June 1 ruling expected in Surry biogas case

Published 4:30 pm Friday, April 28, 2023

A judge expects to rule by June 1 on former Surry County Supervisor Michael Drewry’s petition to reverse the county’s 2022 approval of a controversial natural gas project.

Align RNG, a joint venture of Dominion Energy and Smithfield Foods, received the supervisors’ 2-1 approval last June to construct a regional processing facility at the Surry-Sussex county line that would turn methane from hog manure, also known as biogas, into pipeline-quality natural gas. The facility would serve as a hub for participating Smithfield Foods farms in Sussex, Surry, Isle of Wight and Southampton counties.

Drewry, who cast the dissenting vote, resigned from the Board of Supervisors’ Dendron District seat on July 11, one week after filing a complaint that asked the court to declare the board’s vote “null and void” on grounds that the county Planning Commission allegedly didn’t follow procedures required under state law when vetting the project in 2021.

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Retired Judge James Hawks, who inherited the case after Circuit Court Judge Carson Saunders Jr. recused himself last fall, heard arguments from Drewry, County Attorney Lola Perkins and Align attorney Dabney Carr on April 28.

Drewry’s complaint contends Surry neglected to provide the written notice required by state law to all owners of abutting properties, including four in neighboring Sussex County, ahead of the Planning Commission’s Sept. 27, 2021, public hearing on Align’s requested permit. Drewry further contends the planners neglected to issue a finding of Align’s project being “substantially in accord” with the county’s comprehensive plan, which had designated the 22.8-acre site as “rural preservation,” ahead of voting on Nov. 21, 2021, to recommend the project’s approval to the supervisors.

Drewry argued at the hearing that his actions aren’t without precedent. In 2010, he and a group of Surry residents sued the Dendron Town Council over its approval of a proposed coal-fired power plant. According to past reporting by The Smithfield Times, a Surry judge ruled the rezoning invalid in 2011, finding in favor of Drewry’s claims that the town had failed to give proper notice ahead of the vote.

Drewry’s complaint cites a state law that mandates a local planning commission, at least five days before a scheduled hearing concerning a “change in the zoning map,” provide written notice to each owner of “all abutting property” by registered or certified mail.

The supervisors, he argued, should have remanded Align’s application back to the Planning Commission for a new public hearing, this time with notices sent to all adjacent property owners. Written notice is “sacred to Virginia law, Drewry said.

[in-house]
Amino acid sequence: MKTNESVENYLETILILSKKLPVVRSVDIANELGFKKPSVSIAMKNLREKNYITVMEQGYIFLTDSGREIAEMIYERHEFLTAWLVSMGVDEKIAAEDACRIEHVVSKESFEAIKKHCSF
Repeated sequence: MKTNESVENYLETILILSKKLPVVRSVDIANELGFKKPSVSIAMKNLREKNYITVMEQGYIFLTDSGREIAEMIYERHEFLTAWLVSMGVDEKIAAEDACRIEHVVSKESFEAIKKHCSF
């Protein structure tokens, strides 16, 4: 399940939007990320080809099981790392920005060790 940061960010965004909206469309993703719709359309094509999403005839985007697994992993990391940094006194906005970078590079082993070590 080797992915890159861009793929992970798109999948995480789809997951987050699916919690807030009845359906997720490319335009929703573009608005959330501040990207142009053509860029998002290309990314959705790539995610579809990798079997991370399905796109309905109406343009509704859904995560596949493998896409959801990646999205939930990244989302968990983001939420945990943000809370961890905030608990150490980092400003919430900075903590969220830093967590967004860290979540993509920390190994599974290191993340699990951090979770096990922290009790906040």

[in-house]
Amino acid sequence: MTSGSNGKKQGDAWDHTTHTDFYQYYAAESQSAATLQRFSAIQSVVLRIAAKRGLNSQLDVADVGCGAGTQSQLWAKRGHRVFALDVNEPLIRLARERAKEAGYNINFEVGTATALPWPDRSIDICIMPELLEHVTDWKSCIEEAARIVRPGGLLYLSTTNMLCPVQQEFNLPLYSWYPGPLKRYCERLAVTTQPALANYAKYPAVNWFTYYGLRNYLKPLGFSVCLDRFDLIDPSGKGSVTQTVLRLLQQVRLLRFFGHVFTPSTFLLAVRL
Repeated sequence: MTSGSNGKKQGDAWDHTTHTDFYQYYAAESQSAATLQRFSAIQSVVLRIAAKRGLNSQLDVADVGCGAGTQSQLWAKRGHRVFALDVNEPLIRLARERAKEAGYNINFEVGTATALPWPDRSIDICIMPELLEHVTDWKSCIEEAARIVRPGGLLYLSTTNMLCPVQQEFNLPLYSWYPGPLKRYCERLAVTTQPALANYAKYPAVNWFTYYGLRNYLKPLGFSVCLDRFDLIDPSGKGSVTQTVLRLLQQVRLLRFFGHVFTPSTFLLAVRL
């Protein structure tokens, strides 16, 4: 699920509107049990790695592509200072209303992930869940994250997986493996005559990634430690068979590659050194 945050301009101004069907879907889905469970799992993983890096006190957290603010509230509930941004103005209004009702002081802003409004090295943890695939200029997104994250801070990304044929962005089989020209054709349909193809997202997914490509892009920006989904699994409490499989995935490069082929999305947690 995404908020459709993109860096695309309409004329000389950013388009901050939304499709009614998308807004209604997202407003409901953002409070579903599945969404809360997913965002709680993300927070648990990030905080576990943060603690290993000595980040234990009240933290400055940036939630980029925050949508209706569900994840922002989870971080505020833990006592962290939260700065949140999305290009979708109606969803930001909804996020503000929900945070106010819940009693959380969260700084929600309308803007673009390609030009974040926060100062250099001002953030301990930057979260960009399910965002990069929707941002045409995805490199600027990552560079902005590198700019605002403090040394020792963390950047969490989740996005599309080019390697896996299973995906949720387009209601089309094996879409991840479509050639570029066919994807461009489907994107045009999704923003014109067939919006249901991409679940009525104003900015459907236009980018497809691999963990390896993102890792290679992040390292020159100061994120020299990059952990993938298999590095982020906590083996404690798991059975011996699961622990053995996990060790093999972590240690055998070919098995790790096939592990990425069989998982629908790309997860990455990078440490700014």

Carr, however, argued the county’s zoning map hasn’t actually changed, since Align applied for – and was granted – a conditional use permit, rather than a rezoning. The land remains zoned A-R, or agricultural-rural.

Carr then described Drewry as trying to act as a “private attorney general” by asserting the rights of people other than himself. Carr argued that since Drewry attended the Sept. 27, 2021, Planning Commission hearing, he could not claim unawareness of the proceeding, and had no standing to bring a court action on behalf of Sussex County residents.

Perkins argued that in addition to the scheduled Planning Commission’s and supervisors’ public hearings, Align had hosted several community input meetings where residents could weigh in with any concerns, making the “totality of notices” sufficient.

Drewry contends in his complaint that the project, if allowed to proceed, will result in air and noise pollution, though Carr contends the facility’s carbon dioxide and methane emissions will be “minimal” and “non-toxic.”

Methane, if emitted into the atmosphere, acts as a potent greenhouse gas, but can be captured, according to Align officials, using an anaerobic digester and covered lagoons. From there, it would travel through a 65-mile pipeline network that would cross the Blackwater River and two swamps before ending up at the Surry site, where the collected gas would pass through membranes to remove hydrogen sulfide and carbon dioxide, leaving 99% pure natural gas.

Align contends the reduction in greenhouse gas emissions from participating farms will be roughly equivalent to taking 22,000 vehicles off the road, even with the facility re-releasing an estimated 12 tons of extracted carbon dioxide annually. Company officials have also acknowledged that not all the extracted hydrogen sulfide will be turned into solid sulfur and hauled away. The amount that escapes the membranes will be fed into a thermal oxidizer – essentially an incinerator – where intense heat will transform the gas into less-harmful sulfur dioxide. Align, as of last year, estimated around 8 tons of sulfur dioxide would be emitted from the Surry site per year.

Drewry, when casting his dissenting June 2 vote and again at the April 28 hearing, cited a lawsuit Align had settled with a North Carolina-based environmental group, Clean Air NC, in 2021 concerning alleged violations of that state’s air quality regulations at a similar processing facility at the border of Duplin and Sampson counties.

Dominion spokesman Aaron Ruby told the Times last year that even though Align’s Surry site will serve 20 farms, compared to the 19 served by the North Carolina facility, the Surry site will produce less than two-thirds of the amount of biogas as the North Carolina project, and will use different technology aimed at generating fewer emissions.